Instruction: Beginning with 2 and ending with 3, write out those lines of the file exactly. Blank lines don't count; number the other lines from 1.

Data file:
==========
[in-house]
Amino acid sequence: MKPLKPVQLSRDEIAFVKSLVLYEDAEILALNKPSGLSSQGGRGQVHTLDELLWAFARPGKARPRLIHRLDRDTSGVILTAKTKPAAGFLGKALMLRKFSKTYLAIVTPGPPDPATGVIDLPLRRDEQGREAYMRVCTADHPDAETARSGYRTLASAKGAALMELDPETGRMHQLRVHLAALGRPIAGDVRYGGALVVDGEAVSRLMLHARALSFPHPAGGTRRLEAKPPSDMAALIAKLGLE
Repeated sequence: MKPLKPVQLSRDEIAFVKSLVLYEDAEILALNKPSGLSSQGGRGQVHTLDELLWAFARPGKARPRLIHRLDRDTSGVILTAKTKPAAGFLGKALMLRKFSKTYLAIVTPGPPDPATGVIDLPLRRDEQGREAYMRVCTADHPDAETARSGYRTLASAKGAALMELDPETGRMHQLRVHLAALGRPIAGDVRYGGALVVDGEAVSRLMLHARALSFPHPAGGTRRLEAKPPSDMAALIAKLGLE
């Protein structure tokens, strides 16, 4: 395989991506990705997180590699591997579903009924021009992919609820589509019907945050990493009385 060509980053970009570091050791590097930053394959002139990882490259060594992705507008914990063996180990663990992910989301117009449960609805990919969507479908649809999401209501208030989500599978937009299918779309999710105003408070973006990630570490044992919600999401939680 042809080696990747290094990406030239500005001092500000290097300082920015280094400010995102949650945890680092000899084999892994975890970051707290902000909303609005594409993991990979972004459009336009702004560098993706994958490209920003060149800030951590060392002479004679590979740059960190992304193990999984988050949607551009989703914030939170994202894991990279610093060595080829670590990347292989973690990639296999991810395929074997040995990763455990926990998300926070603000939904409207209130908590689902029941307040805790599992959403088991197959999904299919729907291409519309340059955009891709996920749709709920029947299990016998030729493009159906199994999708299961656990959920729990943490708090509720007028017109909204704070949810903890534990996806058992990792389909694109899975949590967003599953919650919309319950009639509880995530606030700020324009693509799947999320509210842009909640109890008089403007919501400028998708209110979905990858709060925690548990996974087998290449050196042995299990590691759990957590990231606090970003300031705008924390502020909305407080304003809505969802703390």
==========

Amino acid sequence: MKPLKPVQLSRDEIAFVKSLVLYEDAEILALNKPSGLSSQGGRGQVHTLDELLWAFARPGKARPRLIHRLDRDTSGVILTAKTKPAAGFLGKALMLRKFSKTYLAIVTPGPPDPATGVIDLPLRRDEQGREAYMRVCTADHPDAETARSGYRTLASAKGAALMELDPETGRMHQLRVHLAALGRPIAGDVRYGGALVVDGEAVSRLMLHARALSFPHPAGGTRRLEAKPPSDMAALIAKLGLE
Repeated sequence: MKPLKPVQLSRDEIAFVKSLVLYEDAEILALNKPSGLSSQGGRGQVHTLDELLWAFARPGKARPRLIHRLDRDTSGVILTAKTKPAAGFLGKALMLRKFSKTYLAIVTPGPPDPATGVIDLPLRRDEQGREAYMRVCTADHPDAETARSGYRTLASAKGAALMELDPETGRMHQLRVHLAALGRPIAGDVRYGGALVVDGEAVSRLMLHARALSFPHPAGGTRRLEAKPPSDMAALIAKLGLE